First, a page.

Ron Paul – October 5th 2011

The Gear

Lens: Nikon 50mm f/1.2 – w/ ND filter

Camera: Nikon D3s

Technique: Freelensed

Light Sources: 2 Einstein 640 WS by Paul C. Buff

Light Modifiers: Key light is a 35″ foldable Octabox – camera left. Rim light is a gridded 10″ x 36″ Stripbox – camera right.

The Goal

Take a relaxed and thoughtful portrait that would portray my subject as a serious presidential contender.

The Vision

So, I’d used the brenizer method on all my previous portraits, and wanted to try a different and quicker technique for a change. For some reason I refuse to just take a normal photo, haha. I decided to try freelensing as it would be a fast way to isolate my focus exactly where I want it. The Nikon 50 1.2 is a perfect lens for freelensing as it has an aperture ring (required if you shoot nikon and want to keep your aperture open, but your lens disconnected from your camera), and I’ve found that the 50mm focal length is a fantastic range for freelensing properly. However, with such a shallow depth of field to begin with it can be a bit risky with only a few minutes to take the photo. Luckily, I pulled it off.

With these cell phone pics you can kind of see the positioning of everything and just how boring that white corner is. I’m looking at my camera intensely because i’m taking the lens of the mount to freelens… and sorry about my boxers in the second shot, ha.

The Story

Since the republican presidential primaries are heating up I’m getting access to many of the top candidates. The National Press Club is the premier venue in Washington DC to address the press so it makes sense that candidates would be coming by.

At the time, Ron Paul was well known, however not doing particularly well in the polls. Many of the things he says and work that he does goes largely ignored by the mainstream press. Just a general observation of mine. However, more recently he’s had a large spike in polls and seems to be one of the top 3 candidates keeping up in the polls.

I used the silver beauty dish as the main key light in all of my previous portraits so I decided I wanted to try using a light source that was a little softer and less contrasty. the Paul C. Buff Octabox provided just what I was looking for. Because it’s a larger light source I decided to use it with a grid so I could keep things more directional.

Now, the Octabox (and other similar light sources) tend to have a somewhat uneven output of light. There’s a very strong hotspot in the center of the output and it can be difficult to work with, but I’ve found that I get incredibly nice results by feathering the light from the edge of the Octabox on my subject. By aiming the hotspot just to the left of Ron Paul’s face I get the edge shadows to be the primary part hitting his face. Feathering the light like that helps create a painterly looking effect that’s used often by photographers like Annie Leibovitz and Joey Lawerence. The effect might be a little less pronounced being that I have the Octa gridded, but it still looks great to me! I’ve found that by using grids I have more control of the direction of the light and it really helps create more dynamic and interesting light.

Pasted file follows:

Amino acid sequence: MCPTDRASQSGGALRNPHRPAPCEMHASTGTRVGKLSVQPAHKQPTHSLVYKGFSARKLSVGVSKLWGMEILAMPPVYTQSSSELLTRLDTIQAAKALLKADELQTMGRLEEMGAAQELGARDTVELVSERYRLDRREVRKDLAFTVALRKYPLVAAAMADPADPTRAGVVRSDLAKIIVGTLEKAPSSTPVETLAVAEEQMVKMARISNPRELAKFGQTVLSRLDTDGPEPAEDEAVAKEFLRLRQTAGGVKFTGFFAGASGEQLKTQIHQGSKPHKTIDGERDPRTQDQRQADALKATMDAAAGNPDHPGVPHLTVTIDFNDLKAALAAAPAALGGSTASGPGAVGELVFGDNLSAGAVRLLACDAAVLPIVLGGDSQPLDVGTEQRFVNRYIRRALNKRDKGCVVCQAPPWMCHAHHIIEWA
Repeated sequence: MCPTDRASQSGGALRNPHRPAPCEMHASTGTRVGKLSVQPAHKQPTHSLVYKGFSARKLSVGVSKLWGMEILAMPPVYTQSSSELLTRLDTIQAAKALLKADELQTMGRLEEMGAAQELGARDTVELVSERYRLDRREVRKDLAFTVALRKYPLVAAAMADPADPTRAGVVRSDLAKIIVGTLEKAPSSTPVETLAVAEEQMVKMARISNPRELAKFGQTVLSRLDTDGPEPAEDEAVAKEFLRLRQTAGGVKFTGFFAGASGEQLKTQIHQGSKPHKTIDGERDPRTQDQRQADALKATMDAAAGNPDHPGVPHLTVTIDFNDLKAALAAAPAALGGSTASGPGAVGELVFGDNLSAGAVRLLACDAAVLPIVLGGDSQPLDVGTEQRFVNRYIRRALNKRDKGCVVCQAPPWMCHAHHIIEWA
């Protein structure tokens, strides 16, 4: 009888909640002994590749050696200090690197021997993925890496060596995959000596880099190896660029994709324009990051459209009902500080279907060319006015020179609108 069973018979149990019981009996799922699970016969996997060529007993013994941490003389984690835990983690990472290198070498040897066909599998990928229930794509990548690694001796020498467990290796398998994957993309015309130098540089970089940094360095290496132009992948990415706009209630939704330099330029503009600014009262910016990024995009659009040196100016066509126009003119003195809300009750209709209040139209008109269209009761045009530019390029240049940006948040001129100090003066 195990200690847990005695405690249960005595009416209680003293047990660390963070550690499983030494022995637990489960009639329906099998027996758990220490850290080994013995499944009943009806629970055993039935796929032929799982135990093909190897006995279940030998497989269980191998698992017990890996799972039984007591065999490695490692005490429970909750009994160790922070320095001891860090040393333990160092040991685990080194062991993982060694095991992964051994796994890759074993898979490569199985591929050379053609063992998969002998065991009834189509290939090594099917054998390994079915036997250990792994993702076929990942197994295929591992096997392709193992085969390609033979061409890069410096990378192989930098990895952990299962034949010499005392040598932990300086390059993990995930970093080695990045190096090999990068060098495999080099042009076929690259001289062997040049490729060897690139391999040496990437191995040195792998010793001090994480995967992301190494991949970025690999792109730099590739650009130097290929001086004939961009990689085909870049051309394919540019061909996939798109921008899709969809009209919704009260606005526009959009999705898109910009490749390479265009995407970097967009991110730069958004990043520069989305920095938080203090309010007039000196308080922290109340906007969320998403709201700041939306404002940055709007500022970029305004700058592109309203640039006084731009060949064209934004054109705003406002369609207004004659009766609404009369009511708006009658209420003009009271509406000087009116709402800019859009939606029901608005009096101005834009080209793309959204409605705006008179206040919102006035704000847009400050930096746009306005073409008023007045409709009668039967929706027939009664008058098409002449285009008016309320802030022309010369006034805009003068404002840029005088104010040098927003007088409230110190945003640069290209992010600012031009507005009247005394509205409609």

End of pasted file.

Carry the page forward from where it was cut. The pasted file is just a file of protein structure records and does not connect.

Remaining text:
This portrait was made in a completely new location than either of my previous works. It was literally a white corner in a small and ugly room w/ florescent lights. Thankfully, the florescent lights were dim enough to where they weren’t a factor in the final exposure, and I was in tight enough on Ron Paul so the background wasn’t a big factor.

Combined with the crazy shallow depth of field provided by the f/1.2 aperture and freelensing… I was able to sculpt every element of the photo precisely how I wanted it.

The Lesson

After creating this photo I felt a solid sense of pride. I realized that I am starting to be able to piece together all elements of a portrait in my head before ever taking the photo, and more importantly I’m able to answer the “why?” behind each element. I believe this is an extremely valuable quality to have as a photographer – especially in portrait work. Thinking about how all the various elements of an image work together with studio lit portraits makes the work much like painting and drawing than fly-by-the-seat-of-your-paints wedding day stuff. Not that there’s anything better or worse about either type of photography, but I enjoy the process and thinking that goes into creating a single compelling image.

Ron Paul looks like a serious Presidential Contender in this photo. The focus on his one eye really pulls me in and engages me with the photograph. It creates a unique viewing experience much like Ron Paul is a unique candidate. That combined with the strong highlighting and confident expression really makes this an epic portrait.